With the departure of Paul Le Guen from the Rangers hot seat, Scotland's national team manager Walter Smith is hotly tipped to become his replacement, accompanied by current Scotland coach and Ibrox legend Ally McCoist.
Following the shambolic reign of Berti Vogts, that saw Scotland consistently flounder against footballing giants such as the Faroe Islands and Belarus, Smith and McCoist have restored some much-needed stability and confidence to the Scotland squad.
Though replacing Vogts too late in the campaign to qualify for the World Cup, Scotland have enjoyed a fantastic start to their Euro 2008 qualification battle, leading the group of death ahead of World Cup finalists Italy and France, recording a memorable home victory over Les Bleues in the process.
If Smith is to depart, fans fear that Scotland's best chance of qualifying for a major tournament since France 1998 will disappear with him.
Smith still has 18 months to go on his contract with the Scottish Football Association, and they would be looking for compensation from Rangers of at least £250,000.
The suggestion has been floated that Smith could continue in his role with the SFA, while acting as a Director of Football at Rangers for the inexperienced McCoist, who would handle the day-to-day coaching of the squad, until experienced enough to grasp the reins on his own.
McCoist has not had a coaching job other than his part-time position with the national team but has aspirations to be a manager. He turned down the position at Scottish Premiership side Inverness Caledonian Thistle last year, as he did not wish to move too far from his Glasgow home, but a role in management cannot be far away, and as Rangers all time record scorer a trip back to Ibrox would be a dream move.
Ex-Scotland manager Craig Brown believes that Smith could handle both jobs at the same time. He told BBC Radio Five Live: 'There would have to be a compromise if Walter was going there.
'There is a possibility in the short term of him doing both jobs; there's been a precedent for that.
'Guus Hiddink was PSV manager and also managed Australia and Mark Hughes for a time did both jobs for Wales and Blackburn.
|“||Marcello Lippi's not in employment at the moment and he's a world Champion. ”|
|— Wishful thinking from Craig Brown|
This situation would likely placate the majority of Scottish fans, but it appears unlikely that a club the size of Rangers would entrust their playing future to a coach as inexperienced as McCoist, even with an elder statesman standing behind him.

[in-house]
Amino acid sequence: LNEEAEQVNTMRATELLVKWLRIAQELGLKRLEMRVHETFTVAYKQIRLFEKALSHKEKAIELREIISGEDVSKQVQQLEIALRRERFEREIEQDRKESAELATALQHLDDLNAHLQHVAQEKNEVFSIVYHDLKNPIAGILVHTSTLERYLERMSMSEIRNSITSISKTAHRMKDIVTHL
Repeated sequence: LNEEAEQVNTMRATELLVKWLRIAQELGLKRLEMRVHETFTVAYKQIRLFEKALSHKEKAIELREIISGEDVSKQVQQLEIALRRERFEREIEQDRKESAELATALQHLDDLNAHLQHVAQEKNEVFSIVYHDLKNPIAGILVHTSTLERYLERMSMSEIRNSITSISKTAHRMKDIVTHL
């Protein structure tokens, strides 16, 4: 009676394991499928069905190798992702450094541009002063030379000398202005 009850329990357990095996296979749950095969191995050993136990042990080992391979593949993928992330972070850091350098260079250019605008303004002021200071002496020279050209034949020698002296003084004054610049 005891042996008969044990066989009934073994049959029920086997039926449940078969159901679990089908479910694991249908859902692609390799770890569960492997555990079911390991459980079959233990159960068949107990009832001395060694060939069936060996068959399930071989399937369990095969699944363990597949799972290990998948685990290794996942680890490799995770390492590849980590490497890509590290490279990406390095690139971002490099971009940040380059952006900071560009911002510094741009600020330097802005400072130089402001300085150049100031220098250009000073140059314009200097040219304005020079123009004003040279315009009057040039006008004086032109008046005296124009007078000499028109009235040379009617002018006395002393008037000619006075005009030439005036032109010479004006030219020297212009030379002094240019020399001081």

The direct transplant of Smith and McCoist to Rangers would be more likely, with McCoist continuing to learn his trade under his old mentor until ready to step-up himself.
The debate around a replacement Scottish national team manager has began already, with Alex McLeish taking up the front running.
McLeish, who Paul Le Guen replaced as Rangers manager last year, is undoubtedly a strong contender for the role, but he is certain to receive a mixed reception from fans.
He was a dead man walking for his last months at Rangers, with it widely known that chairman David Murray had lined up Le Guen as his replacement long before it was announced. McLeish's decision to carry on in this untenable role, instead of walking with his dignity intact, lost him respect in certain quarters, as he presided over Rangers worst domestic campaign in over a decade.
However, McLeish has excelled in the past when managing an average side (as Scotland still undoubtedly is) and taking them as far as could reasonably be expected, most notably with Hibernian prior to his stint at Ibrox, and Rangers' Champion League run last season, that saw a poor squad make it all the way to the knock-out stages.
Speaking on Thursday, Craig Brown was willing to indulge in flights of fancy, suggesting Italy's World Cup winning coach Marcello Lippi as a contender.
He said: 'Of course Marcello Lippi's not in employment at the moment and he's a world Champion.'
Brown will not rule out his own return to the national team he managed from 1993-2001, if the SFA required an interim manager for the final Euro 2008 qualifying matches.
Brown said: 'I would be flattered but it's very hypothetical at the moment.'
It is indicative of the paucity of plausible candidates that Lippi and Brown's names should even be linked to the Scotland job - though it is the same lack of quality managers available at this stage in the season that sees Rangers considering a knock at Smith's door.
If Smith should leave the Scottish national side, the priority will be to find a stable manager as soon as possible, if Scotland are to have any hope of qualifying for Euro 2008.
With their next match against Georgia less than three months away, any replacement will need to cement the squad as quickly as possible.
The Tartan Army are hoping that it will not be necessary, but their fate lies in Walter Smith's hands.